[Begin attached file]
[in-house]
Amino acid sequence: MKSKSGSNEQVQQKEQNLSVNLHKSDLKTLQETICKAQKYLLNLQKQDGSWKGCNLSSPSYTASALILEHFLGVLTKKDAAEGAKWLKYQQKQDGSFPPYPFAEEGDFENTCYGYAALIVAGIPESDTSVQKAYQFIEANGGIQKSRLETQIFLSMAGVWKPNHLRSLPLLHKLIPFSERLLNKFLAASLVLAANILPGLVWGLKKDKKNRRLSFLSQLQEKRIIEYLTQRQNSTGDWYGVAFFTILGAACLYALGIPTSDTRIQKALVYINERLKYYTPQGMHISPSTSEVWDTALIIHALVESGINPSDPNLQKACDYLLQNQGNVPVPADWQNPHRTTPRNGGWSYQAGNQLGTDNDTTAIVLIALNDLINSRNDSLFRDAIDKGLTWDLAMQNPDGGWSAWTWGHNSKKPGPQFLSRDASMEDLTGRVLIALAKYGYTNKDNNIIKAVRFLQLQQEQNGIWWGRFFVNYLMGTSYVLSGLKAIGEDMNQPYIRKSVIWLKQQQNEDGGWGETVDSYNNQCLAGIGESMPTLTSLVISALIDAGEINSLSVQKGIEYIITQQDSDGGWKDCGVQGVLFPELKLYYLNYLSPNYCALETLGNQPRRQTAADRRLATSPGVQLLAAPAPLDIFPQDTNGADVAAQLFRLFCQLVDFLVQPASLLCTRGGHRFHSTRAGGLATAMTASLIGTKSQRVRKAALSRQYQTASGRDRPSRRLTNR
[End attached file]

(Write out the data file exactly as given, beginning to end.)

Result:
[in-house]
Amino acid sequence: MKSKSGSNEQVQQKEQNLSVNLHKSDLKTLQETICKAQKYLLNLQKQDGSWKGCNLSSPSYTASALILEHFLGVLTKKDAAEGAKWLKYQQKQDGSFPPYPFAEEGDFENTCYGYAALIVAGIPESDTSVQKAYQFIEANGGIQKSRLETQIFLSMAGVWKPNHLRSLPLLHKLIPFSERLLNKFLAASLVLAANILPGLVWGLKKDKKNRRLSFLSQLQEKRIIEYLTQRQNSTGDWYGVAFFTILGAACLYALGIPTSDTRIQKALVYINERLKYYTPQGMHISPSTSEVWDTALIIHALVESGINPSDPNLQKACDYLLQNQGNVPVPADWQNPHRTTPRNGGWSYQAGNQLGTDNDTTAIVLIALNDLINSRNDSLFRDAIDKGLTWDLAMQNPDGGWSAWTWGHNSKKPGPQFLSRDASMEDLTGRVLIALAKYGYTNKDNNIIKAVRFLQLQQEQNGIWWGRFFVNYLMGTSYVLSGLKAIGEDMNQPYIRKSVIWLKQQQNEDGGWGETVDSYNNQCLAGIGESMPTLTSLVISALIDAGEINSLSVQKGIEYIITQQDSDGGWKDCGVQGVLFPELKLYYLNYLSPNYCALETLGNQPRRQTAADRRLATSPGVQLLAAPAPLDIFPQDTNGADVAAQLFRLFCQLVDFLVQPASLLCTRGGHRFHSTRAGGLATAMTASLIGTKSQRVRKAALSRQYQTASGRDRPSRRLTNR